I have very little information on the warrant, other than it was a gross misdemeanor warrant.

Speaker 9: (14:46)
Daunte’s brother tells us he didn’t know, his brother didn’t know he had a warrant for his arrest and recently missed a meeting with his probation officer.

Tim Gannon: (14:54)
That I don’t know.

Speaker 10: (14:55)
So there’s a perception, I think in the U.S. and around the world that had Daunte Wright been my color this wouldn’t have happened to him. Why is it the police officers in the United States keep killing young black men and young black women, far, far, far higher rate than they do white people?

Tim Gannon: (15:16)
I don’t have an answer to that question.

Speaker 11: (15:20)
[crosstalk 00:15:20] real here in the state of Minnesota. I can answer that question.

Speaker 12: (15:22)
Was there a gun found in the car?

Tim Gannon: (15:26)
There’s no gun that I was made aware of. I did not search the car, but I’ve not been made aware of gun in the vehicle.

Speaker 13: (15:33)
The officer is she under any type of-

Tim Gannon: (15:38)
There has been-

Speaker 13: (15:39)
… mental evaluation?

Tim Gannon: (15:40)
There has been a fair amount of social chatter in media, which I don’t normally comment on, but there was some comments on social media that she had committed suicide. That is not true. That is not true. To the best of my knowledge, she’s being taken care of right now.

Speaker 12: (15:57)
What can you tell us about this officer and how long he’s been with the department?

Tim Gannon: (15:59)
At this point in time, I will not release that information. That should be released very shortly though. I believe the BCA has a system in place where there’ll be releasing the names of all parties involved and also all their training records and all that information as far as tenure and seniority, that’ll be released shortly.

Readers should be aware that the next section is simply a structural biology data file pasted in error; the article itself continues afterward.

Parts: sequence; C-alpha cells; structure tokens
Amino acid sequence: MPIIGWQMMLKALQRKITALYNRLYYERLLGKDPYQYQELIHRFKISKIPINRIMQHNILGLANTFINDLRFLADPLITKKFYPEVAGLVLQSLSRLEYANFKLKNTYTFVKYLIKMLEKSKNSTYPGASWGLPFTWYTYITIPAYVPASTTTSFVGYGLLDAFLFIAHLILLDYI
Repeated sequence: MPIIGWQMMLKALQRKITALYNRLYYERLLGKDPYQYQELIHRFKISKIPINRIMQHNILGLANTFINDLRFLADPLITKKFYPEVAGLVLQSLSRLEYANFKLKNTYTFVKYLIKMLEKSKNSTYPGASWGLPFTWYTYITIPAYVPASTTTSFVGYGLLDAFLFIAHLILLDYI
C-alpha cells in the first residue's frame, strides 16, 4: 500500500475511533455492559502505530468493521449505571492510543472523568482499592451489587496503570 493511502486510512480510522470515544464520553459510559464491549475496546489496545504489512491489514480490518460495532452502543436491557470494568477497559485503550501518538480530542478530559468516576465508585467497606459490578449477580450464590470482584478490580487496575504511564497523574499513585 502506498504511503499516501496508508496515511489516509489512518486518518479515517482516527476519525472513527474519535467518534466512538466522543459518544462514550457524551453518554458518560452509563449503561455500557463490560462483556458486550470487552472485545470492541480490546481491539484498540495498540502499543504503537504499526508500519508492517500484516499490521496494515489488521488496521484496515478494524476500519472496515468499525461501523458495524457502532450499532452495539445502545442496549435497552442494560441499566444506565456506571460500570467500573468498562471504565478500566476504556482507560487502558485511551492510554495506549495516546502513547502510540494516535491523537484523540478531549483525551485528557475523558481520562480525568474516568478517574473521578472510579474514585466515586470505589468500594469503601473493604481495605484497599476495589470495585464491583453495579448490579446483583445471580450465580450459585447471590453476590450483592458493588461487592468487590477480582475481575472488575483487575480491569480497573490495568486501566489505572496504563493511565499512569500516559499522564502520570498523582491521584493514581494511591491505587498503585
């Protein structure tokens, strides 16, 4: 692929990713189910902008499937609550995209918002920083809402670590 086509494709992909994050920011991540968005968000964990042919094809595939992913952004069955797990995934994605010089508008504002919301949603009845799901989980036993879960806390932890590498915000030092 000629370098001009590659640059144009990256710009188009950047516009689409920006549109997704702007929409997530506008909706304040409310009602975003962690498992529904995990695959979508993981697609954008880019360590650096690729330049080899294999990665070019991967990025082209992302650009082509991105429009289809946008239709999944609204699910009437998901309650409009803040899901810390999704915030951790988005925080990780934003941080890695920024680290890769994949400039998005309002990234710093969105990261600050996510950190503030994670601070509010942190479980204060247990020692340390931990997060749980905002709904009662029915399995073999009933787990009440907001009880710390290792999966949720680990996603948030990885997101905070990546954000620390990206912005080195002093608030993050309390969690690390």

Speaker 9: (16:15)
Do you plan to step down if people call for your resignation after the actions outside of this police department last night?

Tim Gannon: (16:22)
At this point I do not.

Speaker 14: (16:24)
Chief What was happening then? What are we seeing in the video prior to the shot? You described the taser and the weapon. What was happening there?

Tim Gannon: (16:32)
I’m not in the mind of the officer. I can only see what you’re all seeing. I can couple that with some of the training that with much of the training that I’ve received, and that’s why I’m believing it to be an accidental discharge.

Speaker 14: (16:44)
But prior to that, there was some sort of activity going on. When they were trying to take him into custody.

Tim Gannon: (16:51)
It appeared to me from the video that the individual was trying to get back into his car to leave.

Speaker 15: (17:00)
How often do officers go for firearm training to try and maybe prevent something like that happening where you don’t make that kind of mistake? Is it annual training, how does that work?

Tim Gannon: (17:09)
We have numerous trainings throughout the year. We don’t try to lump it all in one group. So there’s numerous trainings where we do tactical training. We do firearms training. We do taser deployments. We have pretty thorough taser requalifications on a yearly basis. But then we also do a number of scenarios and role playing exercises as well. I can take one more question, please.

Speaker 16: (17:31)
[inaudible 00:17:31] we’re in the midst of a pandemic, why was it a priority to pull someone over for expired tags?

Tim Gannon: (17:37)
And I don’t know if that that was a priority, but it was a violation that the officer observed and initiated a traffic stop.

Reporter 2: (17:43)